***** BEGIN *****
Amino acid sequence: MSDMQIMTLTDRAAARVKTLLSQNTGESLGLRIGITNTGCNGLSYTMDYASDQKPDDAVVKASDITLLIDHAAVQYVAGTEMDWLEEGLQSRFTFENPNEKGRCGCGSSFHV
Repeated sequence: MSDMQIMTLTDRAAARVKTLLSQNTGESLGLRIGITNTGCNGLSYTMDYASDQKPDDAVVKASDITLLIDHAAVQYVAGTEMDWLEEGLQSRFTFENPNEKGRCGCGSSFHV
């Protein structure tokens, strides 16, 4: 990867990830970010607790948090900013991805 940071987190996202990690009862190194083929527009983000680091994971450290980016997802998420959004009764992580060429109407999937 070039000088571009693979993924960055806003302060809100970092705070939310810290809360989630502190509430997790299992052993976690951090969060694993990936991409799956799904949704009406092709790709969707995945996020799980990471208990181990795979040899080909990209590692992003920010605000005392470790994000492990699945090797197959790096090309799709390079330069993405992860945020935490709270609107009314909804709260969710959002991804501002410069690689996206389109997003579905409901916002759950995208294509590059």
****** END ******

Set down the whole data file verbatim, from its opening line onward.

Amino acid sequence: MSDMQIMTLTDRAAARVKTLLSQNTGESLGLRIGITNTGCNGLSYTMDYASDQKPDDAVVKASDITLLIDHAAVQYVAGTEMDWLEEGLQSRFTFENPNEKGRCGCGSSFHV
Repeated sequence: MSDMQIMTLTDRAAARVKTLLSQNTGESLGLRIGITNTGCNGLSYTMDYASDQKPDDAVVKASDITLLIDHAAVQYVAGTEMDWLEEGLQSRFTFENPNEKGRCGCGSSFHV
């Protein structure tokens, strides 16, 4: 990867990830970010607790948090900013991805 940071987190996202990690009862190194083929527009983000680091994971450290980016997802998420959004009764992580060429109407999937 070039000088571009693979993924960055806003302060809100970092705070939310810290809360989630502190509430997790299992052993976690951090969060694993990936991409799956799904949704009406092709790709969707995945996020799980990471208990181990795979040899080909990209590692992003920010605000005392470790994000492990699945090797197959790096090309799709390079330069993405992860945020935490709270609107009314909804709260969710959002991804501002410069690689996206389109997003579905409901916002759950995208294509590059």